Here’s a quick highlight of participant questions that have already been posed so far for the January 22, 2016 webinar – Criteria Conundrum: Developing Your Ultimate Rubric. For more details or to register click here.

The question we posed
What questions or challenges do you have related to developing the effective criteria?

The responses to-date

  • How do we get untrained judges to use rubrics reliably and quickly?
  • How to override the judges’ own biases?
  • How to have an efficient system that taps into key competencies of students and is easily understood by a diverse judging team.
  • When judges are exposed to multiple pitches back to back, the baseline for how the pitches are ranked starts to shift. If the first team had an strong performance they might be scoring the one right after that a bit more harshly compared to the rest. The same problem if the opposite happens, a weak team making an average performance after have inflated numbers. What happens is judging scores, tallied up end up looking a bit skewed and judges would prefer to discuss the results vs. relying purely on the numerical scores?

  • Are there differences between criteria to evaluate pitch competitions and for adult in class presentations?
  • How do you best create consistency in the application of criteria?
  • How do you get all judges to use the same scale when completing the rubric?
  • How do you adjust the criteria based upon the audience?
  • What are the top 3 steps to creating valuable criteria?
  • What makes criteria effective?
  • As our programs have undergone various evolutions, first starting with rigorous and multiple (maybe onerous) criteria, we have had to “water down” our criteria in an attempt to get more people to take part in a program. This is frustrating and in the end cheapens program value. How do we create meaningful criteria that is both objective and simple?
  • How to communicate criteria so that judges interpret it the way we meant them to?
  • How to picking criteria that are correct?
  • How to adapt criteria to compensate for the natural irrational human factor?
  • What are the most important elements to include in innovator/innovation assessment criteria?
  • We are coordinating two grant processes this year. What are the best practices for judging and comparing proposals?

Responses outside the topic area

  • What is the most powerful opening / statement pertaining to a sales pitch? By whom? Is it used for every sale?

For more webinar details or to register click here.

View our past webinars.

Pitch Event Goal Setting

Posted on: March 1st, 2015 | by tmpadmin

Entrepreneur and innovation pitch event organizers often fail to set or lose site of their event goal as they are developing and delivering their event. The lack of strong goals challenges the organizations ability to empower supporters and volunteers as well as to build programming that accomplishes a worthwhile outcome.

Strong goals don’t just direct activity, but they also inform the community of your intent. This alignment builds advocacy and engagement in your community.

In his book, 7 Habits of Highly Effective People, Stephen Covey proposed that the best goals come from “starting with the end in mind.” The idea is to have real clarity of what results should come from all of the effort it takes to host a successful pitch event or pitch event series.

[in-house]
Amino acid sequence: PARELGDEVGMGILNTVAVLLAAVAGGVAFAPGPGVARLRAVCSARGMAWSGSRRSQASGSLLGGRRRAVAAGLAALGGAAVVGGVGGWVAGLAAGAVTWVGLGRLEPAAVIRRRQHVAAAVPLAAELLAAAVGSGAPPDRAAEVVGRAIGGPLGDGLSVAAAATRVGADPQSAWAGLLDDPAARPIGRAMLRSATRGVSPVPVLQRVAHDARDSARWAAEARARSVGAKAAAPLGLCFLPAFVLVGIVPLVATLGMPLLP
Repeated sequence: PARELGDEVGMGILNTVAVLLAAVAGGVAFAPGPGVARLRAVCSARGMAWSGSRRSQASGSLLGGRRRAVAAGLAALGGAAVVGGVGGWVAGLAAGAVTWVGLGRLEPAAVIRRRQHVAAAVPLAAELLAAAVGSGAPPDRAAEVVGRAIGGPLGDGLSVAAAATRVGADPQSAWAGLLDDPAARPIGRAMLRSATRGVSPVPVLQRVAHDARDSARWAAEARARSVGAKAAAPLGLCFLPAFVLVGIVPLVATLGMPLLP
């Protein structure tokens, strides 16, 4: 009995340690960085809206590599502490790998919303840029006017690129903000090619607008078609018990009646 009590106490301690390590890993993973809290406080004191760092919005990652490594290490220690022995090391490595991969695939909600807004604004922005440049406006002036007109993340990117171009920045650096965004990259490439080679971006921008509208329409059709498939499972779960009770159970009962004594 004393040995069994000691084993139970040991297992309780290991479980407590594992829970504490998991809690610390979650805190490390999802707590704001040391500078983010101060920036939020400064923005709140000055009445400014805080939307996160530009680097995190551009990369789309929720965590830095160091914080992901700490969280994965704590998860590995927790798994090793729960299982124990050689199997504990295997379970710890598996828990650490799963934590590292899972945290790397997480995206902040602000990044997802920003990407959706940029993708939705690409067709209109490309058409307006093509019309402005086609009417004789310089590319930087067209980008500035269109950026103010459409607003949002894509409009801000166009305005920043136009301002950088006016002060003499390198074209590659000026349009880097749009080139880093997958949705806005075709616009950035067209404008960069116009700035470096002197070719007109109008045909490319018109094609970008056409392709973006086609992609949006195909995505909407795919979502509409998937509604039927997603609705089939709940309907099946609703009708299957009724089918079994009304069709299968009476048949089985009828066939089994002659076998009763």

Here are some examples of effective pitch event goals:

Build community. Engage more of the community. Diversify the types of participants. Get engagement from all sub-communities. Find ways to get more community members off the bench and into the game. While there may be interest in launching sustainable and possibly scalable ventures, the primary interest in community building pitch events is to assure that participants return for the next event and that they bring their friends. The environment is encouraging and often fun.

Educate. Improve the entrepreneurial and innovation aptitude in the community. While an education focused pitch event may also be geared to build community or identify high potential ventures, the primary goal is to evolve skills. Normally these events are aimed to experientially teach entrepreneur and innovation methodology to motivated community members. The environment is still encouraging and fun, but there is an equal emphasis on progress and skill development.

Identify. Find ventures and business ideas with high potential for fast growth to fund and support. These pitch events are narrowly focused on scalable and fundable businesses and are less about community building. The goal is to assess potential. Qualified ventures and ideas then move on to due diligence or program admittance. There may be a learning component to these events, but the environment is a bit more direct and quantitative.

Pitch events may well have multiple goals, but the best have a primary goals that any secondary goal needs to be aligned. When you’re developing your next pitch event make sure to start with establishing a clear goal. What outcome will your event or event series create? When you align your team and your program to this goal, you’ll be unstoppable!

Featured Webinars

Posted on: February 8th, 2015 | by tmpadmin

Come back often.
New webinars will be added monthly.

5 Reasons Why Your Training is Failing…and what to do about it

Building Community: How to Diversify Beyond the Usual Suspects

Business Plan Competitions are Broken…and What to Do About It

Criteria Conundrum: Developing Your Ultimate Pitch Evaluation Rubric

Feedback Failures: Where Feedback Goes Off Track…and How to Correct It!

Huh, What’d They Just Say?

Judging Nightmares…Make your judging reliable and informative!

Listening: The Secret to Powerful Communication

Make Your Pitch Event Kick-Ass

Measuring Impact: 7.5 Questions with Brian Barge from The Evidence Network

Mentee Mayhem

Mentor Magic: Overcome the Biggest Mentor Program Challenges!

Performance Paradox: How to Drive Results While Conserving Resources

Role-Plays that Rock

Stale and Underrepresented: Reinvigorate Your Community (note: Due to a technical snafu, the slides will not appear until the 4:50 mark. The audio should be good though)

The Millennial Paradox

When a Negative is a Positive: Making Feedback Effective

 

See the full library on our YouTube channel